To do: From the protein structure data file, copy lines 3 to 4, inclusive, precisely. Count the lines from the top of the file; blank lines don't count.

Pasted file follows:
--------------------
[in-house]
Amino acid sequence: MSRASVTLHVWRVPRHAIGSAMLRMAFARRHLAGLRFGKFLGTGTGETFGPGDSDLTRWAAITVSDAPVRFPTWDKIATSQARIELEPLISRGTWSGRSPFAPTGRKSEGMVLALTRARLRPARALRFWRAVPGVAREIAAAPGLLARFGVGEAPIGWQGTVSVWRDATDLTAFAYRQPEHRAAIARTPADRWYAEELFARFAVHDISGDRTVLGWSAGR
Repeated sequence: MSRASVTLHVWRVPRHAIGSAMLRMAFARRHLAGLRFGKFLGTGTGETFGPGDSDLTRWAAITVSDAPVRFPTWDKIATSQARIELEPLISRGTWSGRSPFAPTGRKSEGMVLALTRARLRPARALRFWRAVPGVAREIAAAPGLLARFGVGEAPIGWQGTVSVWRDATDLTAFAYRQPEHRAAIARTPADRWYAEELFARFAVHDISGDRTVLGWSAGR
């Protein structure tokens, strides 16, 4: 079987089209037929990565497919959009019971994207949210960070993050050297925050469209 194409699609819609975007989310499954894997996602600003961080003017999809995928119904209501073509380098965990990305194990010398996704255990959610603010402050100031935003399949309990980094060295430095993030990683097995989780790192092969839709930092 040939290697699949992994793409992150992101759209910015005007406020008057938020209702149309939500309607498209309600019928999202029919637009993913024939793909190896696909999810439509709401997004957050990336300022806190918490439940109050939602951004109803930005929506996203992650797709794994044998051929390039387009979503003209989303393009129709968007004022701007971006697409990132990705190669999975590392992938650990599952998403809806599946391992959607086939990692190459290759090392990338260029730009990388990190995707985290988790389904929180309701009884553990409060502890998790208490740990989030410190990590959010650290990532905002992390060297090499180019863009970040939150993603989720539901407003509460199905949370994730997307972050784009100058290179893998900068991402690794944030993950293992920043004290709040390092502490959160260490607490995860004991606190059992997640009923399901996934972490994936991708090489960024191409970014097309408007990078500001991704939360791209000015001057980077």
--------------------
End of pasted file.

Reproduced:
Repeated sequence: MSRASVTLHVWRVPRHAIGSAMLRMAFARRHLAGLRFGKFLGTGTGETFGPGDSDLTRWAAITVSDAPVRFPTWDKIATSQARIELEPLISRGTWSGRSPFAPTGRKSEGMVLALTRARLRPARALRFWRAVPGVAREIAAAPGLLARFGVGEAPIGWQGTVSVWRDATDLTAFAYRQPEHRAAIARTPADRWYAEELFARFAVHDISGDRTVLGWSAGR
């Protein structure tokens, strides 16, 4: 079987089209037929990565497919959009019971994207949210960070993050050297925050469209 194409699609819609975007989310499954894997996602600003961080003017999809995928119904209501073509380098965990990305194990010398996704255990959610603010402050100031935003399949309990980094060295430095993030990683097995989780790192092969839709930092 040939290697699949992994793409992150992101759209910015005007406020008057938020209702149309939500309607498209309600019928999202029919637009993913024939793909190896696909999810439509709401997004957050990336300022806190918490439940109050939602951004109803930005929506996203992650797709794994044998051929390039387009979503003209989303393009129709968007004022701007971006697409990132990705190669999975590392992938650990599952998403809806599946391992959607086939990692190459290759090392990338260029730009990388990190995707985290988790389904929180309701009884553990409060502890998790208490740990989030410190990590959010650290990532905002992390060297090499180019863009970040939150993603989720539901407003509460199905949370994730997307972050784009100058290179893998900068991402690794944030993950293992920043004290709040390092502490959160260490607490995860004991606190059992997640009923399901996934972490994936991708090489960024191409970014097309408007990078500001991704939360791209000015001057980077």